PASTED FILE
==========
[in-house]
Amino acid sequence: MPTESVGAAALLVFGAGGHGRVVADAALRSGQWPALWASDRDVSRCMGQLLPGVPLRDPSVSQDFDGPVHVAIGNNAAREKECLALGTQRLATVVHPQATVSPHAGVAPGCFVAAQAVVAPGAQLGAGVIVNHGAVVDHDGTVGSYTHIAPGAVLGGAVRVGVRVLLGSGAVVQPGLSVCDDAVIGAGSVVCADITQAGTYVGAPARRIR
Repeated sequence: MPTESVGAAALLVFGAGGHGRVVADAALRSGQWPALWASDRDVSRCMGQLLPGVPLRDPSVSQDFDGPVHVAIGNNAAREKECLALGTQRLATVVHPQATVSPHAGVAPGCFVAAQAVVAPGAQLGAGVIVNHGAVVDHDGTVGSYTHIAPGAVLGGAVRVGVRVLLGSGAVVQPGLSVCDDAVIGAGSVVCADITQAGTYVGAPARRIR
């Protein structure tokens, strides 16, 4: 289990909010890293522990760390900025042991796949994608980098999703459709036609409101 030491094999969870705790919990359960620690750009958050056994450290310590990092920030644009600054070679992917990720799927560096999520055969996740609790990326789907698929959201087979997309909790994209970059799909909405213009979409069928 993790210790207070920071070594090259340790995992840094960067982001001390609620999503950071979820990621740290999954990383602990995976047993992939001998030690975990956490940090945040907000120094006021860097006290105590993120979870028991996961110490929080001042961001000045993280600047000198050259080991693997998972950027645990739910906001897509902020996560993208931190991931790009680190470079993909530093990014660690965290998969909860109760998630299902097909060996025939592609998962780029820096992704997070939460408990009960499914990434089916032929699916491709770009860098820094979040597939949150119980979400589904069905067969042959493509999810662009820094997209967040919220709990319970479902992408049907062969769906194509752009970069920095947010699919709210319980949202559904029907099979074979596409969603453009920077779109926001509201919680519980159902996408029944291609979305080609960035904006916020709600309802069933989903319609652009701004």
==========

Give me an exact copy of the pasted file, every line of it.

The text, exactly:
[in-house]
Amino acid sequence: MPTESVGAAALLVFGAGGHGRVVADAALRSGQWPALWASDRDVSRCMGQLLPGVPLRDPSVSQDFDGPVHVAIGNNAAREKECLALGTQRLATVVHPQATVSPHAGVAPGCFVAAQAVVAPGAQLGAGVIVNHGAVVDHDGTVGSYTHIAPGAVLGGAVRVGVRVLLGSGAVVQPGLSVCDDAVIGAGSVVCADITQAGTYVGAPARRIR
Repeated sequence: MPTESVGAAALLVFGAGGHGRVVADAALRSGQWPALWASDRDVSRCMGQLLPGVPLRDPSVSQDFDGPVHVAIGNNAAREKECLALGTQRLATVVHPQATVSPHAGVAPGCFVAAQAVVAPGAQLGAGVIVNHGAVVDHDGTVGSYTHIAPGAVLGGAVRVGVRVLLGSGAVVQPGLSVCDDAVIGAGSVVCADITQAGTYVGAPARRIR
């Protein structure tokens, strides 16, 4: 289990909010890293522990760390900025042991796949994608980098999703459709036609409101 030491094999969870705790919990359960620690750009958050056994450290310590990092920030644009600054070679992917990720799927560096999520055969996740609790990326789907698929959201087979997309909790994209970059799909909405213009979409069928 993790210790207070920071070594090259340790995992840094960067982001001390609620999503950071979820990621740290999954990383602990995976047993992939001998030690975990956490940090945040907000120094006021860097006290105590993120979870028991996961110490929080001042961001000045993280600047000198050259080991693997998972950027645990739910906001897509902020996560993208931190991931790009680190470079993909530093990014660690965290998969909860109760998630299902097909060996025939592609998962780029820096992704997070939460408990009960499914990434089916032929699916491709770009860098820094979040597939949150119980979400589904069905067969042959493509999810662009820094997209967040919220709990319970479902992408049907062969769906194509752009970069920095947010699919709210319980949202559904029907099979074979596409969603453009920077779109926001509201919680519980159902996408029944291609979305080609960035904006916020709600309802069933989903319609652009701004």